Champion jumper Black and Bent faces the possibility of losing two of his biggest wins in the wake of the disqualification of his trainer Robert Smerdon.
Black and Bent is among 81 starters implicated in the Aquanita Racing scandal under consideration for disqualification.
Racing Victoria announced the list on Tuesday after analysing evidence with respect to 395 incidents, based on findings by the Victorian Civil and Administrative Tribunal and Racing Appeals and Disciplinary Board.
Aquanita Racing trainers Robert Smerdon, Stuart Webb and Tony Vasil, and registered stablehands Greg and Denise Nelligan, Trent Pennuto and Daniel Garland were each disqualified for improper or dishonourable action(s) or practice(s) in connection with racing.
Smerdon grew up in Ballarat and became one Australia's most respected trainers, retaining stables at Dowling Forest after relocating his main base to Flemington and later Caulfield as part of Aquanita.
Black and Bent's wins in the 2011 Grand National Hurdle at Sandown and 2012 Galleywood Hurdle at Warrnambool are under threat.
The managing owner of each of the 81 starters will now be given a show cause notice about the findings and asked for a response, before stewards decide final penalties.
Twenty-four of the starters were winners, 24 were minor placegetters and 33 were unplaced, with the prizemoney earned by each varying from $300,000 to nothing.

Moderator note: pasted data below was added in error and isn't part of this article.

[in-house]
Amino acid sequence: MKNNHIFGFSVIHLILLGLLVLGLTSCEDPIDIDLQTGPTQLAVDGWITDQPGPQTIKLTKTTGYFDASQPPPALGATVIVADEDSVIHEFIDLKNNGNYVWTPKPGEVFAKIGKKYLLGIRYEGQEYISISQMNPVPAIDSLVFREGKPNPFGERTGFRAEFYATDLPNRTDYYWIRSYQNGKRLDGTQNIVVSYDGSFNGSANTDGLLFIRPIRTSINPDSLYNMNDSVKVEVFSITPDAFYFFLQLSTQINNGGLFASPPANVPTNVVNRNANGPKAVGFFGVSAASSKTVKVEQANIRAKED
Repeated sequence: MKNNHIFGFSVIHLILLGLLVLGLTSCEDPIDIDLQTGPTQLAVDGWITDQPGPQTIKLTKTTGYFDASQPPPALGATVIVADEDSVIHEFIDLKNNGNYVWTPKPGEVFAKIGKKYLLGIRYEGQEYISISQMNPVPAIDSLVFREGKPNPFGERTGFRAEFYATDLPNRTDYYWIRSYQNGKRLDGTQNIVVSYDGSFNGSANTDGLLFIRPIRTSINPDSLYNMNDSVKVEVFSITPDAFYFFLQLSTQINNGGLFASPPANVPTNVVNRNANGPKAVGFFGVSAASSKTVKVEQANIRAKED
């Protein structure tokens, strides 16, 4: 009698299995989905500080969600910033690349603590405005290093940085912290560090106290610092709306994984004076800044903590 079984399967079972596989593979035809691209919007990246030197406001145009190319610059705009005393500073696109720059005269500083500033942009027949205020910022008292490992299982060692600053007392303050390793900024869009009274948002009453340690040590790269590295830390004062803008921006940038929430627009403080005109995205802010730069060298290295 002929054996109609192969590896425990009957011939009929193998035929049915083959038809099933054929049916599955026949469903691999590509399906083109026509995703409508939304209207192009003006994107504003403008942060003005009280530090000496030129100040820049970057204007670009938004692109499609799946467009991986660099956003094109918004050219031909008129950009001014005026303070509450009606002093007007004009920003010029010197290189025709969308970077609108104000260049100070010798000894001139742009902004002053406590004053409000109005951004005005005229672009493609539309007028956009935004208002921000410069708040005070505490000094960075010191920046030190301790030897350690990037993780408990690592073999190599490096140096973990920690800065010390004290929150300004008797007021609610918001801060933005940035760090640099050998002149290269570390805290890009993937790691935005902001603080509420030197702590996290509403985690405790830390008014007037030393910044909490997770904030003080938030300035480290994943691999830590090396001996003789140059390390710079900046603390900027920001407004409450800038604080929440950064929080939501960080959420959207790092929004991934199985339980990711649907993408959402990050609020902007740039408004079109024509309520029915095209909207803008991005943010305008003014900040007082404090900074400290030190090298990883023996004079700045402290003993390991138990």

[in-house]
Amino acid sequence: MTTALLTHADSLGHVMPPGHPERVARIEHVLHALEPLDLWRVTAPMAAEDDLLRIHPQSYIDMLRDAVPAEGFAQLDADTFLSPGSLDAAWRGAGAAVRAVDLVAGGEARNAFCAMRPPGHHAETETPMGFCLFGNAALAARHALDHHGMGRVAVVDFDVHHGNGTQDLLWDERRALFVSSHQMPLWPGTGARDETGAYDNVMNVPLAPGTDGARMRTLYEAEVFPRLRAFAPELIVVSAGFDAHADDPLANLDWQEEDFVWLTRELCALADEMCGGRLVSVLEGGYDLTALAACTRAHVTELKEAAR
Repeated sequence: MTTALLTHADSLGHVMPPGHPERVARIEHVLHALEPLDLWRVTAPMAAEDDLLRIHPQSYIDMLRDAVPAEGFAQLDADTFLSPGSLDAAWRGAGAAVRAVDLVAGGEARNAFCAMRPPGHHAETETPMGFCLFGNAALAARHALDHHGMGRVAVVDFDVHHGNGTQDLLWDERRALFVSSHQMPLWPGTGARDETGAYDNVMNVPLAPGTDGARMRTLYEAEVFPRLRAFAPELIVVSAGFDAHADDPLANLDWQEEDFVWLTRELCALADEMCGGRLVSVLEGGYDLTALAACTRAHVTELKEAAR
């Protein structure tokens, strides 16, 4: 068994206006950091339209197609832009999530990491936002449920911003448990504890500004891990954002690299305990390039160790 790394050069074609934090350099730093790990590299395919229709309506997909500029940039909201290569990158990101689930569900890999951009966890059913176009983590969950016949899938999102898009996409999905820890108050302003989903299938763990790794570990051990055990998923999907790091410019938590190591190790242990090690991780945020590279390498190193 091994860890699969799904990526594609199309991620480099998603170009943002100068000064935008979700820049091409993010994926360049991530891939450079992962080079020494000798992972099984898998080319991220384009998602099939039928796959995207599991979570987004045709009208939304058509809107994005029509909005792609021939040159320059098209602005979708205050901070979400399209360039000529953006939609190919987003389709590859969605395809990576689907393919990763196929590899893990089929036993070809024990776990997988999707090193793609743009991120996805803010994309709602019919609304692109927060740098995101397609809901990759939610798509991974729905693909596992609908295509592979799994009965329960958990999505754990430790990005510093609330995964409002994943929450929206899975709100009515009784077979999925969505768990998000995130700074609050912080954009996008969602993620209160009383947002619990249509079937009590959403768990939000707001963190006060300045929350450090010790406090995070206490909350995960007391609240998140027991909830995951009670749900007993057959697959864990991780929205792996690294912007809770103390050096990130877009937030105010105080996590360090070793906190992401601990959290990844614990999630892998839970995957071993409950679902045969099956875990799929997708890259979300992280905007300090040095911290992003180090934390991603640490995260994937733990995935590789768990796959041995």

More than half earned less than $10,000 in the race in question.
Racing Victoria integrity services executive general manager Jamie Stier said having considered all the facts, the stewards were satisfied that they could clearly identify 81 starters were the subject of a prohibited administration.
"The stewards are not satisfied that the other 313 starters ought be considered for disqualification as the available evidence did not definitively demonstrate that those horses were the subject of a prohibited administration on the given day.
"As people are aware, text messages between the disqualified persons were central to the RAD Board and VCAT's findings regarding the participants' improper or dishonourable action or practice; however, these texts often referred to multiple horses or lacked clarity around which horse was the subject of said practice on a given day.
"Accordingly, while the evidence made it clear that those charged had engaged in unlawful practices, determining which horses were subjected to those practices was not possible in all instances," Stier said.